An increasing number of U.S. banks is issuing credit cards with embedded chips that require a signature, making them compatible with the security systems used in many areas of the world, especially Western Europe. Cards with chips generally provide stronger data security than those with the familiar magnetic stripe. (U.S. cards retain the magnetic stripe, however, for use where sellers do not yet have chip capability.)
But chip implementation by U.S. banks is not the same as in many other countries, most notably in Europe. There, implementation is in the form of chip and PIN, meaning that you enter a PIN into a portable scanner to verify your transaction. U.S. cards use a chip and sign system that requires you to provide your signature, as you do with a stripe card. When you present your card, the reader on the scanner notes, "signature required."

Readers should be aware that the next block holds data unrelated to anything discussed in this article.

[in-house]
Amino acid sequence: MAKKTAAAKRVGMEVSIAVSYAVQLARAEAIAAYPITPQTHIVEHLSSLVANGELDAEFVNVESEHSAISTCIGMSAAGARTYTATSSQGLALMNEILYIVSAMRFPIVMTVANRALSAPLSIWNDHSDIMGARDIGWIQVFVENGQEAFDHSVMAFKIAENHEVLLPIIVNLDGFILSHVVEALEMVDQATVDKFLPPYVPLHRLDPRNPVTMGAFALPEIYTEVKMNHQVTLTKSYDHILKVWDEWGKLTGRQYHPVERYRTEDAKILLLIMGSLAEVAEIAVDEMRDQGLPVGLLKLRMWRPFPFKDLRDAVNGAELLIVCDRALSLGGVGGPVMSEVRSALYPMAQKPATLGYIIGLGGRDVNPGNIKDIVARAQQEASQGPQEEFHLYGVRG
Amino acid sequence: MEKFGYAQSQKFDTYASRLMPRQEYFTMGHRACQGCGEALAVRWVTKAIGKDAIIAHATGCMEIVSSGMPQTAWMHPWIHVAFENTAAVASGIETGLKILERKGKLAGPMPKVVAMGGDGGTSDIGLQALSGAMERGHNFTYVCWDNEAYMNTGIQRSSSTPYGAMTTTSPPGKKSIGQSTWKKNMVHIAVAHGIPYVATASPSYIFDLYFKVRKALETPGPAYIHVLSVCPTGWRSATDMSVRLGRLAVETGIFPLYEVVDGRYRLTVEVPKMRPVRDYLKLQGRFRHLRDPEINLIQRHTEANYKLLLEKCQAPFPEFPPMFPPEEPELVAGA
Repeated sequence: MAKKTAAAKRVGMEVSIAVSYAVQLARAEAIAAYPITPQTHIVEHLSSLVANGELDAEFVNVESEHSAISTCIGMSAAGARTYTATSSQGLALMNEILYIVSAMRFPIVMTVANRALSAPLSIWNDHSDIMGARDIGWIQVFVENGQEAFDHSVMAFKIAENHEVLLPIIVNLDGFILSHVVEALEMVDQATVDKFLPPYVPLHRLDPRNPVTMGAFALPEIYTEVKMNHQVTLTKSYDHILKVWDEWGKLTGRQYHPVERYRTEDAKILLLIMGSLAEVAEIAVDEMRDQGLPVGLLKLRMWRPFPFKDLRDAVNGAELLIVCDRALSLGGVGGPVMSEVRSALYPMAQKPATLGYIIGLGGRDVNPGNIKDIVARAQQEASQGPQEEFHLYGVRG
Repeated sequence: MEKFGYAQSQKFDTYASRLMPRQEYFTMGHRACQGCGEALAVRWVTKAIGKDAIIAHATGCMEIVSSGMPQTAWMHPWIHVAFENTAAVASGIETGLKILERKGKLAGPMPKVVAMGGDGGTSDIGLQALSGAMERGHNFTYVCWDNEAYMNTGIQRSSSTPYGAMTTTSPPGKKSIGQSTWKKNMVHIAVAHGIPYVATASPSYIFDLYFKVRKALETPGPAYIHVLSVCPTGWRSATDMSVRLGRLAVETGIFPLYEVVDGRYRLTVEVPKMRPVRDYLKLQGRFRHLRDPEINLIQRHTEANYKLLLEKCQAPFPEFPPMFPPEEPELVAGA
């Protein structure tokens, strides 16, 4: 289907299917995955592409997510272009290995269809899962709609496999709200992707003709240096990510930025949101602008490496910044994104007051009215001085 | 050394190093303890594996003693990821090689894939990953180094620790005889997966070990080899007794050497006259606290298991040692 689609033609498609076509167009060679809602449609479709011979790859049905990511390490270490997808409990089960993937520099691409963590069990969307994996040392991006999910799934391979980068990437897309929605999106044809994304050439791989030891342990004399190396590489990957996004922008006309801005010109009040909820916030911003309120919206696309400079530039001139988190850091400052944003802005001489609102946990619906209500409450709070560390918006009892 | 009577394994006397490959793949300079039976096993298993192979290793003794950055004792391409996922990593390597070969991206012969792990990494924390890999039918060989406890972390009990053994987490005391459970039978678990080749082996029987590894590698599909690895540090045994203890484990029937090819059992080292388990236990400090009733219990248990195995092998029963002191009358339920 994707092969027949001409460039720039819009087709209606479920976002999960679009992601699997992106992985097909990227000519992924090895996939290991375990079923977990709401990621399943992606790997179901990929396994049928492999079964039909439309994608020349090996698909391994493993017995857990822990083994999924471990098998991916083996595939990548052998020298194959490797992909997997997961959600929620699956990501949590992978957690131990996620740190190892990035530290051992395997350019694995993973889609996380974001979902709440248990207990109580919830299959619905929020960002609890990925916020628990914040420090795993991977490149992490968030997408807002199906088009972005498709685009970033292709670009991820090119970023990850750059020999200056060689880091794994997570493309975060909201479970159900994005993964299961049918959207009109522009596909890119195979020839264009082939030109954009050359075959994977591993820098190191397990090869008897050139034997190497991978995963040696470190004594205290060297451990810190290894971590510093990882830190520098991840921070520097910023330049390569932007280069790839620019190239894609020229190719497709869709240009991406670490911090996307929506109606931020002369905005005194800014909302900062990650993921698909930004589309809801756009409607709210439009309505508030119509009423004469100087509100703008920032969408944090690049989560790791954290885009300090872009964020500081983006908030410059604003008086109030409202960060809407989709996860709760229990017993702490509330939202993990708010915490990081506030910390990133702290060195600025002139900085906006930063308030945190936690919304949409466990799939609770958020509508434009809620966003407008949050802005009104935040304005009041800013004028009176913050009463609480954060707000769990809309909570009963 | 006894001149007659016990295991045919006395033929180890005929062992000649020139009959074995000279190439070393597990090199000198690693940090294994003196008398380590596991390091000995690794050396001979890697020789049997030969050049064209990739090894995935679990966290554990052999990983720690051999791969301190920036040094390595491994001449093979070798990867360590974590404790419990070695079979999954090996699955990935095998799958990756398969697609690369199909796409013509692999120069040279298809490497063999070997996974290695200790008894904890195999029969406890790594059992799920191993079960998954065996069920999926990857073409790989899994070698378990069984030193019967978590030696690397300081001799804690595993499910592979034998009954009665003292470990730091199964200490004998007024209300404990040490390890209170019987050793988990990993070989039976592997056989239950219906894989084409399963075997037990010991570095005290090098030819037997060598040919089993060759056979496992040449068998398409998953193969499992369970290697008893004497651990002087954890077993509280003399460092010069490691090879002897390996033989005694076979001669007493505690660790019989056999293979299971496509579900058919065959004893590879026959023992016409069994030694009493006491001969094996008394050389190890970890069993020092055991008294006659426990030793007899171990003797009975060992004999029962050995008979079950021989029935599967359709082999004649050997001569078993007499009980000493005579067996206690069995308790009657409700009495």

U.S. travelers have encountered problems using magnetic stripe cards in automatic vending devices for tickets, tolls, and such in Europe; U.S.-issued chip-with-signature cards could solve this problem. What isn't clear yet is whether devices that choke on stripe cards will accept signature-based chip cards. On my recent trips with a U.S. chip card, I encountered no problems. Toll booths and ticket dispensers accepted my card with neither a signature nor a PIN, but then most ATMs accepted even my older stripe debit card. My trip represented a tiny fraction of possible uses, and I haven't seen any reports about how well chip-and-sign works in widespread use.
For now, my take is that outside the U.S. you're better off with a chip card than with a stripe card, but I certainly can't promise your chip-and-sign card will work everywhere. We'll report on this issue as soon as see some data.
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This article was originally published by SmarterTravel under the title What You Need to Know About 'Chip-with-Signature' Credit Cards.
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